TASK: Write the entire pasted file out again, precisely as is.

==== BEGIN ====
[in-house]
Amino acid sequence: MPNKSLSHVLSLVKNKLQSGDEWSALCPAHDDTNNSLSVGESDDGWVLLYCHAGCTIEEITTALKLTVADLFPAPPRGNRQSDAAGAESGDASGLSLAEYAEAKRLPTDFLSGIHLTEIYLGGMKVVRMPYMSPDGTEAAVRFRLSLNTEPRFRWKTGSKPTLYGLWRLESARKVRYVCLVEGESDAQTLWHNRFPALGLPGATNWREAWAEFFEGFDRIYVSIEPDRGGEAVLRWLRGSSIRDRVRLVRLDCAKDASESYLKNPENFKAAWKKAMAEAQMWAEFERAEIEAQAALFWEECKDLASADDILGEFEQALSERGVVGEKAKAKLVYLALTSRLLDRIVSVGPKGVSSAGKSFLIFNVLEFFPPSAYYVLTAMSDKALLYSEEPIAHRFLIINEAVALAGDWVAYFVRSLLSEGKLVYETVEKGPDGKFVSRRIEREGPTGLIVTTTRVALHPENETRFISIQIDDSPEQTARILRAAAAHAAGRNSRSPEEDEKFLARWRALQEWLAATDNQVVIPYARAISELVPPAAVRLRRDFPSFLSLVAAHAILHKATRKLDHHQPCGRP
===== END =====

[in-house]
Amino acid sequence: MPNKSLSHVLSLVKNKLQSGDEWSALCPAHDDTNNSLSVGESDDGWVLLYCHAGCTIEEITTALKLTVADLFPAPPRGNRQSDAAGAESGDASGLSLAEYAEAKRLPTDFLSGIHLTEIYLGGMKVVRMPYMSPDGTEAAVRFRLSLNTEPRFRWKTGSKPTLYGLWRLESARKVRYVCLVEGESDAQTLWHNRFPALGLPGATNWREAWAEFFEGFDRIYVSIEPDRGGEAVLRWLRGSSIRDRVRLVRLDCAKDASESYLKNPENFKAAWKKAMAEAQMWAEFERAEIEAQAALFWEECKDLASADDILGEFEQALSERGVVGEKAKAKLVYLALTSRLLDRIVSVGPKGVSSAGKSFLIFNVLEFFPPSAYYVLTAMSDKALLYSEEPIAHRFLIINEAVALAGDWVAYFVRSLLSEGKLVYETVEKGPDGKFVSRRIEREGPTGLIVTTTRVALHPENETRFISIQIDDSPEQTARILRAAAAHAAGRNSRSPEEDEKFLARWRALQEWLAATDNQVVIPYARAISELVPPAAVRLRRDFPSFLSLVAAHAILHKATRKLDHHQPCGRP